Military mindset resurrected
Updated: 2013-08-16 08:53
By Tom Clifford in Tokyo (China Daily)
Right-wing activists carry banners at the Yasukuni Shrine on Thursday, on the anniversary of Japan's surrender in World War II. Cai Hong / China Daily
Ceremony hijacks history, drives political agenda
There is one place in Japan where the emperor dare not go. It is a supreme irony, because it is the place where he would be most welcomed and that his prime ministers and members of the cabinet often visit.
Neither distance nor geography is a factor. His imperial home is close by, and, on Aug 15, he will be just 600 meters from it, across the road at the Nihon Budokan hall in Tokyo, at the official ceremony marking the end of World War II.
But that small distance represents conflicting views of Japan's past and future.
The place he dare not go is the Yasukuni Shrine, a toxic mix of myth and militarism that acts like a canker gnawing the vitals of the Japanese body politic. Even the name is strangely at odds with its function. Yasukuni means peaceful nation in Japanese.
Emperors have visited in the past. Hirohito paid his respects at Yasukuni eight times after the war but made his final visit in 1975, three years before the souls of war criminals were enshrined.
Akihito has not visited Yasukuni since succeeding his father as emperor in 1989.
Every nation has a right to honor its war dead. The Tomb of the Unknown Soldier holds a special place in the hearts of people regardless of their nationalities. But this is not Yasukuni's role. There are no bodies in the shrine. There is, just 2 kilometers up the road, Chidorigafuchi National Cemetery, where the remains of World War II dead are buried. It has a Tomb of the Unknown Soldier.
The shrine's post-1945 association with wartime state Shinto, a fundamentalist version of the creed, was once considered a joke. A quixotic display of people dressed in funny uniforms who made the Flat Earth Society seem like visionaries. They had no place in modern camera-producing, car-making, salary-man Japan. Or so the story went.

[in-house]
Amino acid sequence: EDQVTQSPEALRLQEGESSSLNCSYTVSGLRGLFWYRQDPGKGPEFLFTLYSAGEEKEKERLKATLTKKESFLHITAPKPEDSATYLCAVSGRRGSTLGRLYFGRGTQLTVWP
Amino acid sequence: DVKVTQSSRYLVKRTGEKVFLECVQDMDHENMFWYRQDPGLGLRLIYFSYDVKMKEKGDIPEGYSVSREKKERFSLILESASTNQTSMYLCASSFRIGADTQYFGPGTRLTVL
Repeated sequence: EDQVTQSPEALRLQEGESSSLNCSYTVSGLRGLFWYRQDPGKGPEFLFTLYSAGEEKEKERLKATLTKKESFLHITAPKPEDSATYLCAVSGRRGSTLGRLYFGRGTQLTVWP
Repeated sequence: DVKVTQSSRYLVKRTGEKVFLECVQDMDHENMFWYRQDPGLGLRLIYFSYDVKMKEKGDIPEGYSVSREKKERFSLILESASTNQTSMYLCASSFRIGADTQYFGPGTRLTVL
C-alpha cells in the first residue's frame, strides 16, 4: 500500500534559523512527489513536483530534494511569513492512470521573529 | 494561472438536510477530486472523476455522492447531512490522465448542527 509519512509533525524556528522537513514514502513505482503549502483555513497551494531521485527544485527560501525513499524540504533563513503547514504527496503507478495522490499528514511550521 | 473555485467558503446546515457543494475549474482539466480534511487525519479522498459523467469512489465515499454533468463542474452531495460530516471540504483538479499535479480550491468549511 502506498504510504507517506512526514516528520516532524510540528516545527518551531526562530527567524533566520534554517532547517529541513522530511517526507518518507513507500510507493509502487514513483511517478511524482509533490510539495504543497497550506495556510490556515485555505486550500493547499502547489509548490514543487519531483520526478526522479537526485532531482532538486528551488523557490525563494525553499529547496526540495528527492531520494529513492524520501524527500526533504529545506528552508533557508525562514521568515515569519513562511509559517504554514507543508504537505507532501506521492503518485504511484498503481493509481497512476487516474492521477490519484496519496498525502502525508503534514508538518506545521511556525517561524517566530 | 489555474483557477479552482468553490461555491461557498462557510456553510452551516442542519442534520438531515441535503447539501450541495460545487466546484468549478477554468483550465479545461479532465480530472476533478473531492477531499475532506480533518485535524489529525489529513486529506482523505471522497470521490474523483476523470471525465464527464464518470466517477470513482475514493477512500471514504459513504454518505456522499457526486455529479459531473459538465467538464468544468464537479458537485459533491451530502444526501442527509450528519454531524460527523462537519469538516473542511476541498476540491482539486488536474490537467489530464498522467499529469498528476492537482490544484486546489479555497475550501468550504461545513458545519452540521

But in 1978 the souls of 14 Class-A War Criminals (those who plan and conduct wars of aggression), seven of whom were hanged after the Tokyo trials, were enshrined.
This was an incredible victory for the militarists, but it had to be kept quiet, at least initially. The news was not publicized until 1979.
Because Yasukuni is privately funded, by the Association of Wartime Bereaved Families, the government was able to deny any official role. But in a country where one party, the Liberal Democratic Party, has been in power for all but four years of the past sixty, its powers of denial have been as audacious as they are breathtaking.
The shrine occupies prime real estate in the heart of Tokyo. Its manicured grass, elaborate 19th century architecture and multimillion dollar museum annex bear audacious testimony to the power of its patrons.
Its Book of Souls records the names, origins and places of deaths of approximately 2.5 million mostly Japanese men, and some women, who died in wars since the shrine was built in 1869.
State Shinto refers to them as "kami" (divine, godlike), as in kamikaze. The souls are worshipped as deities.
General Hideki Tojo, Japan's prime minister from 1941 to 1944, is one of the 14 inscribed in the Book of Souls, but the other 13 seem strangely in the shadows.
Tojo was tried in 1948 for war crimes on 54 counts, found guilty and hanged. Only afterwards was it revealed that he had approved anatomical experiments on prisoners without anesthetic. Another six were found guilty and hanged, four received life imprisonment, one got 20 years, and two died before sentencing.
General Iwane Matsui, commander-in-chief of the invading Japanese troops who committed the Nanjing Massacre in 1937, and his chief-of-staff, Akira Mutou, deserve special mention.